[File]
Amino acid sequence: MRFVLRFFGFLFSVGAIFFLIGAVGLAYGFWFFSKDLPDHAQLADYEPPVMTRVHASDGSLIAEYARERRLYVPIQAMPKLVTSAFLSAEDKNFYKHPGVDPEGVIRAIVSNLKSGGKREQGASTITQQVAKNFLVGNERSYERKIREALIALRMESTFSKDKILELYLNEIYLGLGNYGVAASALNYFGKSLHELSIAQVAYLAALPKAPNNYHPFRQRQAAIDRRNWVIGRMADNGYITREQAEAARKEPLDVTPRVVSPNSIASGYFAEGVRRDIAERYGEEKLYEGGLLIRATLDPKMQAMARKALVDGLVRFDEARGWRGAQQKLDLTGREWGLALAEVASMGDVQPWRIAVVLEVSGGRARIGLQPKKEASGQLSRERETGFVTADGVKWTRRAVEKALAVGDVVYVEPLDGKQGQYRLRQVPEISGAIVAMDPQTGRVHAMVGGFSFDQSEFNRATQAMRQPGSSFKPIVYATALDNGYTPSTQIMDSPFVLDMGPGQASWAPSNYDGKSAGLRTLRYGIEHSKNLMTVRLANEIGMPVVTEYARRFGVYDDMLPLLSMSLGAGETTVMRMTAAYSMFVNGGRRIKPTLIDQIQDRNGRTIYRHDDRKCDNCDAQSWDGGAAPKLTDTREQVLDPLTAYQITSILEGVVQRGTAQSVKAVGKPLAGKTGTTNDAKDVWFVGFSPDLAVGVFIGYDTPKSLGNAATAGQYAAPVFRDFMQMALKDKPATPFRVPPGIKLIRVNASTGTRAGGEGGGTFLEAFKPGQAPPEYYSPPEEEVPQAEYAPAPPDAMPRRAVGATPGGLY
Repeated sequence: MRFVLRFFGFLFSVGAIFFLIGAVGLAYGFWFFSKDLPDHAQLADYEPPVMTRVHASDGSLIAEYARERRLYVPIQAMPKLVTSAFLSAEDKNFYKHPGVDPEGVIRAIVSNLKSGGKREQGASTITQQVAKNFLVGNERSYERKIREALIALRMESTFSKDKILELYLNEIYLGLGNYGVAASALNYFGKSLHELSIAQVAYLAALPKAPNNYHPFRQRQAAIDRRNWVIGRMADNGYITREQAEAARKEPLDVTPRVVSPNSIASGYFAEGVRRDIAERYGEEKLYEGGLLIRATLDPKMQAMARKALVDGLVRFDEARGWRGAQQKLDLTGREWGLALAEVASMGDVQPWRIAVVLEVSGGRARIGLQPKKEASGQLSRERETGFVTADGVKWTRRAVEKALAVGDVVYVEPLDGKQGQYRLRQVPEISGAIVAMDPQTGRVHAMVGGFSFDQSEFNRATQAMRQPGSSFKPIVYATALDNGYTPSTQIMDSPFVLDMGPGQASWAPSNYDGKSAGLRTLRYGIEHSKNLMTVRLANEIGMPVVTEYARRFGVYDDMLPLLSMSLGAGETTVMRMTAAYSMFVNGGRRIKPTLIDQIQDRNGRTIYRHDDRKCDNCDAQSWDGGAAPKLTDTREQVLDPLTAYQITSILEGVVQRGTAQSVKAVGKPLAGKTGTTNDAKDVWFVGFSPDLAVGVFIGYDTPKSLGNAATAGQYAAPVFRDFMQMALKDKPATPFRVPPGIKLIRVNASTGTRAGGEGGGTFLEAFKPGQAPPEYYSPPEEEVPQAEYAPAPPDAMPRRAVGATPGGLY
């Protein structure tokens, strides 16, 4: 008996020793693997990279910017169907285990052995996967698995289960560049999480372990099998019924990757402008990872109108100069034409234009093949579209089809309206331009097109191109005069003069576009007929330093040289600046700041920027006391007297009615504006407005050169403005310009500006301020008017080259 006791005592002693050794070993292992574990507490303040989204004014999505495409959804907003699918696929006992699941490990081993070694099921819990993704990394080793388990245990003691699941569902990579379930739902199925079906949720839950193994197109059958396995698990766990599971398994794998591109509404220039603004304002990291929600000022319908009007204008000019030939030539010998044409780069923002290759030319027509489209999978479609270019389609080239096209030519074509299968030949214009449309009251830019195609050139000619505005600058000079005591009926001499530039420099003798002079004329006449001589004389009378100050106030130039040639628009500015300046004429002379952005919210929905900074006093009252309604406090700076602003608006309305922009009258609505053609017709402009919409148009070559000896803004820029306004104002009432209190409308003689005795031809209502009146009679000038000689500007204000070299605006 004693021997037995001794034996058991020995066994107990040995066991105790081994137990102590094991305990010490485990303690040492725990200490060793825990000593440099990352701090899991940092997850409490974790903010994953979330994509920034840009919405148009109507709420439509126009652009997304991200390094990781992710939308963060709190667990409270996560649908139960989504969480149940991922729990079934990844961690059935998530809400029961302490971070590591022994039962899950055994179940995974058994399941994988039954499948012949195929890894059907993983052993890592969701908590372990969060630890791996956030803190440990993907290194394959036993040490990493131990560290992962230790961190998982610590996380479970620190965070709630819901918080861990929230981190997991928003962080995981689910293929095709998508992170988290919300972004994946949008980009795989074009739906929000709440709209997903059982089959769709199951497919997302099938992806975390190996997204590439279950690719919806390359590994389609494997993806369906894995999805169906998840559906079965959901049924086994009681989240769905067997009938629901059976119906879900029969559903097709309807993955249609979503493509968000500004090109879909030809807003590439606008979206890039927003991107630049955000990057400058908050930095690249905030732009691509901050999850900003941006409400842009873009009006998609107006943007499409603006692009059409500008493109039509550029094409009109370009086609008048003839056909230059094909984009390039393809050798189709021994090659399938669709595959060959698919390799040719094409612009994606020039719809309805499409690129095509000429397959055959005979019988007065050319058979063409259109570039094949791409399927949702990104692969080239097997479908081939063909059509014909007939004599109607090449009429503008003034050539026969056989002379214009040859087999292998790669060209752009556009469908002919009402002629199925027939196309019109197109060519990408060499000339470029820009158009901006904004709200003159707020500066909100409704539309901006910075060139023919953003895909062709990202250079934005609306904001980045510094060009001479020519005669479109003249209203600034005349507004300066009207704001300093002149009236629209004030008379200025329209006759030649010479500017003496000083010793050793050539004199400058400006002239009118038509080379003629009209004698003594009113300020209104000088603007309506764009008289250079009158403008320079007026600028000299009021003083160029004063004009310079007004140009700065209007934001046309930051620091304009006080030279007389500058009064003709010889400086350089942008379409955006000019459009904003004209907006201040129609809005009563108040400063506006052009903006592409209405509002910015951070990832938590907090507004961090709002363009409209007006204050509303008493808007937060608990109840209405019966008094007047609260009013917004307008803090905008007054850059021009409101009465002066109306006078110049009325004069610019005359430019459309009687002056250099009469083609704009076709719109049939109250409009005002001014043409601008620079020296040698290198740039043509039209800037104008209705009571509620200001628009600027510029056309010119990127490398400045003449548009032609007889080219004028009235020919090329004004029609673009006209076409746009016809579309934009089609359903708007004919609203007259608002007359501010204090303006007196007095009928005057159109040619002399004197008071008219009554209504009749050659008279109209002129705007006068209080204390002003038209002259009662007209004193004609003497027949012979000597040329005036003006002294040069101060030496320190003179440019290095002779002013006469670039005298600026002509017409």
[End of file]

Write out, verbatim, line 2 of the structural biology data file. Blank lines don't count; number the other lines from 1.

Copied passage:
Repeated sequence: MRFVLRFFGFLFSVGAIFFLIGAVGLAYGFWFFSKDLPDHAQLADYEPPVMTRVHASDGSLIAEYARERRLYVPIQAMPKLVTSAFLSAEDKNFYKHPGVDPEGVIRAIVSNLKSGGKREQGASTITQQVAKNFLVGNERSYERKIREALIALRMESTFSKDKILELYLNEIYLGLGNYGVAASALNYFGKSLHELSIAQVAYLAALPKAPNNYHPFRQRQAAIDRRNWVIGRMADNGYITREQAEAARKEPLDVTPRVVSPNSIASGYFAEGVRRDIAERYGEEKLYEGGLLIRATLDPKMQAMARKALVDGLVRFDEARGWRGAQQKLDLTGREWGLALAEVASMGDVQPWRIAVVLEVSGGRARIGLQPKKEASGQLSRERETGFVTADGVKWTRRAVEKALAVGDVVYVEPLDGKQGQYRLRQVPEISGAIVAMDPQTGRVHAMVGGFSFDQSEFNRATQAMRQPGSSFKPIVYATALDNGYTPSTQIMDSPFVLDMGPGQASWAPSNYDGKSAGLRTLRYGIEHSKNLMTVRLANEIGMPVVTEYARRFGVYDDMLPLLSMSLGAGETTVMRMTAAYSMFVNGGRRIKPTLIDQIQDRNGRTIYRHDDRKCDNCDAQSWDGGAAPKLTDTREQVLDPLTAYQITSILEGVVQRGTAQSVKAVGKPLAGKTGTTNDAKDVWFVGFSPDLAVGVFIGYDTPKSLGNAATAGQYAAPVFRDFMQMALKDKPATPFRVPPGIKLIRVNASTGTRAGGEGGGTFLEAFKPGQAPPEYYSPPEEEVPQAEYAPAPPDAMPRRAVGATPGGLY